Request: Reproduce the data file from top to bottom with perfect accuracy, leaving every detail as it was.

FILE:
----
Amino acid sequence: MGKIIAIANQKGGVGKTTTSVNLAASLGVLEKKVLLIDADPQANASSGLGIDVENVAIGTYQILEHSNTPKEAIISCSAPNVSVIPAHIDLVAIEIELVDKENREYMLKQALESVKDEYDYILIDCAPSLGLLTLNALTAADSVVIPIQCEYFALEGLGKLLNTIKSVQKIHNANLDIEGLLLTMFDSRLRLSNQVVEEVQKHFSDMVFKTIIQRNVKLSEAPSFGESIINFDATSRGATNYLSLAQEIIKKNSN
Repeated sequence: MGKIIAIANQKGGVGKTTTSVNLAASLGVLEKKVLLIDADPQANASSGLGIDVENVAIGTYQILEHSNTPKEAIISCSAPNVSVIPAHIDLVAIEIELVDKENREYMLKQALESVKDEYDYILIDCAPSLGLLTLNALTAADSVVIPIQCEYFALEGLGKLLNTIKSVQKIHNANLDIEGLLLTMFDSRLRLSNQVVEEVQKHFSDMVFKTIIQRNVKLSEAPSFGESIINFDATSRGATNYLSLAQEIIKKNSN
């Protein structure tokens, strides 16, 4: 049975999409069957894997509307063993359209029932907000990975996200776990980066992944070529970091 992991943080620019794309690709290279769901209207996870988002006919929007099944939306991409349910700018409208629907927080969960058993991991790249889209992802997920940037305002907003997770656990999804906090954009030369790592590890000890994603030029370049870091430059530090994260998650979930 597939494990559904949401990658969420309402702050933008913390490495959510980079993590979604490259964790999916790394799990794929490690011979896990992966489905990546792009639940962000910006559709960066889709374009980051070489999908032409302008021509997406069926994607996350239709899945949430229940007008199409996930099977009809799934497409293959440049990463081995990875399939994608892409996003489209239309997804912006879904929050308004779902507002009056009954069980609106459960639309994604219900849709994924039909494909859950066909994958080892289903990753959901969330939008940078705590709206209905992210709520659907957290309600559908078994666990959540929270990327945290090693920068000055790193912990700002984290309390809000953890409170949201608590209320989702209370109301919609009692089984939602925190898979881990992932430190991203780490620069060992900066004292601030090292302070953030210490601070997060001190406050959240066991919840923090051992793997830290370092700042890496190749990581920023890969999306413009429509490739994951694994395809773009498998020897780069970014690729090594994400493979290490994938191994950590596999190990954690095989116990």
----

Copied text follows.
Amino acid sequence: MGKIIAIANQKGGVGKTTTSVNLAASLGVLEKKVLLIDADPQANASSGLGIDVENVAIGTYQILEHSNTPKEAIISCSAPNVSVIPAHIDLVAIEIELVDKENREYMLKQALESVKDEYDYILIDCAPSLGLLTLNALTAADSVVIPIQCEYFALEGLGKLLNTIKSVQKIHNANLDIEGLLLTMFDSRLRLSNQVVEEVQKHFSDMVFKTIIQRNVKLSEAPSFGESIINFDATSRGATNYLSLAQEIIKKNSN
Repeated sequence: MGKIIAIANQKGGVGKTTTSVNLAASLGVLEKKVLLIDADPQANASSGLGIDVENVAIGTYQILEHSNTPKEAIISCSAPNVSVIPAHIDLVAIEIELVDKENREYMLKQALESVKDEYDYILIDCAPSLGLLTLNALTAADSVVIPIQCEYFALEGLGKLLNTIKSVQKIHNANLDIEGLLLTMFDSRLRLSNQVVEEVQKHFSDMVFKTIIQRNVKLSEAPSFGESIINFDATSRGATNYLSLAQEIIKKNSN
């Protein structure tokens, strides 16, 4: 049975999409069957894997509307063993359209029932907000990975996200776990980066992944070529970091 992991943080620019794309690709290279769901209207996870988002006919929007099944939306991409349910700018409208629907927080969960058993991991790249889209992802997920940037305002907003997770656990999804906090954009030369790592590890000890994603030029370049870091430059530090994260998650979930 597939494990559904949401990658969420309402702050933008913390490495959510980079993590979604490259964790999916790394799990794929490690011979896990992966489905990546792009639940962000910006559709960066889709374009980051070489999908032409302008021509997406069926994607996350239709899945949430229940007008199409996930099977009809799934497409293959440049990463081995990875399939994608892409996003489209239309997804912006879904929050308004779902507002009056009954069980609106459960639309994604219900849709994924039909494909859950066909994958080892289903990753959901969330939008940078705590709206209905992210709520659907957290309600559908078994666990959540929270990327945290090693920068000055790193912990700002984290309390809000953890409170949201608590209320989702209370109301919609009692089984939602925190898979881990992932430190991203780490620069060992900066004292601030090292302070953030210490601070997060001190406050959240066991919840923090051992793997830290370092700042890496190749990581920023890969999306413009429509490739994951694994395809773009498998020897780069970014690729090594994400493979290490994938191994950590596999190990954690095989116990």